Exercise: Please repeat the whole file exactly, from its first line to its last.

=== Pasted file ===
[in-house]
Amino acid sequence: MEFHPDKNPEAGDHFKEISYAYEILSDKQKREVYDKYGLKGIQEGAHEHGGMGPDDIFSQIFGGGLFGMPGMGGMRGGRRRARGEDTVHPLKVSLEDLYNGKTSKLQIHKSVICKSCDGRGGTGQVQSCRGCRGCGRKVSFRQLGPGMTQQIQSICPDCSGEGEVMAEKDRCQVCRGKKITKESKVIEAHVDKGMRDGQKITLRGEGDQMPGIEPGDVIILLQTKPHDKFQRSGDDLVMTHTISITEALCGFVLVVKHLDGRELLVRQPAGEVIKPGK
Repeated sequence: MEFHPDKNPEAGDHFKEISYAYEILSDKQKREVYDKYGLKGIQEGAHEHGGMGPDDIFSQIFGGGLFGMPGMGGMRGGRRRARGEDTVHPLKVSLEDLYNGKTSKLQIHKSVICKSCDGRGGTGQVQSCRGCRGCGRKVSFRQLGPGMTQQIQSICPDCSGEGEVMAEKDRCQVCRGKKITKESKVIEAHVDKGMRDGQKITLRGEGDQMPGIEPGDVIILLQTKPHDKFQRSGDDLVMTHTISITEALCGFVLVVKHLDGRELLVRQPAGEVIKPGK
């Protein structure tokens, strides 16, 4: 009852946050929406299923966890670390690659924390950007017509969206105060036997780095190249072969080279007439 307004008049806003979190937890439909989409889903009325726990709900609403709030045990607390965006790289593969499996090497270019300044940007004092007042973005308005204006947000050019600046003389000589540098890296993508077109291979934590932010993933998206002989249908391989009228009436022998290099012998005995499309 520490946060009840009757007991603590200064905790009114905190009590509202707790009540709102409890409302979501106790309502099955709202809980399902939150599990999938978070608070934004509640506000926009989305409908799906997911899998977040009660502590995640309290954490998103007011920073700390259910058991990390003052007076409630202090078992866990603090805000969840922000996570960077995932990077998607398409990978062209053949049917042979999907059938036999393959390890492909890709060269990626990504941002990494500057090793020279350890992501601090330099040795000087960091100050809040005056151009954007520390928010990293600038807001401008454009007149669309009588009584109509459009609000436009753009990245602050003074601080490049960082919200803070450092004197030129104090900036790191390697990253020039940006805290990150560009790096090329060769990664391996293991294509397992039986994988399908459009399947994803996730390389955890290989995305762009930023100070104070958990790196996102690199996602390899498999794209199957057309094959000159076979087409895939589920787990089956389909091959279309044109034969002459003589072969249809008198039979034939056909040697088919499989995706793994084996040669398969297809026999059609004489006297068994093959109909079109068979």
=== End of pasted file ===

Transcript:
[in-house]
Amino acid sequence: MEFHPDKNPEAGDHFKEISYAYEILSDKQKREVYDKYGLKGIQEGAHEHGGMGPDDIFSQIFGGGLFGMPGMGGMRGGRRRARGEDTVHPLKVSLEDLYNGKTSKLQIHKSVICKSCDGRGGTGQVQSCRGCRGCGRKVSFRQLGPGMTQQIQSICPDCSGEGEVMAEKDRCQVCRGKKITKESKVIEAHVDKGMRDGQKITLRGEGDQMPGIEPGDVIILLQTKPHDKFQRSGDDLVMTHTISITEALCGFVLVVKHLDGRELLVRQPAGEVIKPGK
Repeated sequence: MEFHPDKNPEAGDHFKEISYAYEILSDKQKREVYDKYGLKGIQEGAHEHGGMGPDDIFSQIFGGGLFGMPGMGGMRGGRRRARGEDTVHPLKVSLEDLYNGKTSKLQIHKSVICKSCDGRGGTGQVQSCRGCRGCGRKVSFRQLGPGMTQQIQSICPDCSGEGEVMAEKDRCQVCRGKKITKESKVIEAHVDKGMRDGQKITLRGEGDQMPGIEPGDVIILLQTKPHDKFQRSGDDLVMTHTISITEALCGFVLVVKHLDGRELLVRQPAGEVIKPGK
């Protein structure tokens, strides 16, 4: 009852946050929406299923966890670390690659924390950007017509969206105060036997780095190249072969080279007439 307004008049806003979190937890439909989409889903009325726990709900609403709030045990607390965006790289593969499996090497270019300044940007004092007042973005308005204006947000050019600046003389000589540098890296993508077109291979934590932010993933998206002989249908391989009228009436022998290099012998005995499309 520490946060009840009757007991603590200064905790009114905190009590509202707790009540709102409890409302979501106790309502099955709202809980399902939150599990999938978070608070934004509640506000926009989305409908799906997911899998977040009660502590995640309290954490998103007011920073700390259910058991990390003052007076409630202090078992866990603090805000969840922000996570960077995932990077998607398409990978062209053949049917042979999907059938036999393959390890492909890709060269990626990504941002990494500057090793020279350890992501601090330099040795000087960091100050809040005056151009954007520390928010990293600038807001401008454009007149669309009588009584109509459009609000436009753009990245602050003074601080490049960082919200803070450092004197030129104090900036790191390697990253020039940006805290990150560009790096090329060769990664391996293991294509397992039986994988399908459009399947994803996730390389955890290989995305762009930023100070104070958990790196996102690199996602390899498999794209199957057309094959000159076979087409895939589920787990089956389909091959279309044109034969002459003589072969249809008198039979034939056909040697088919499989995706793994084996040669398969297809026999059609004489006297068994093959109909079109068979």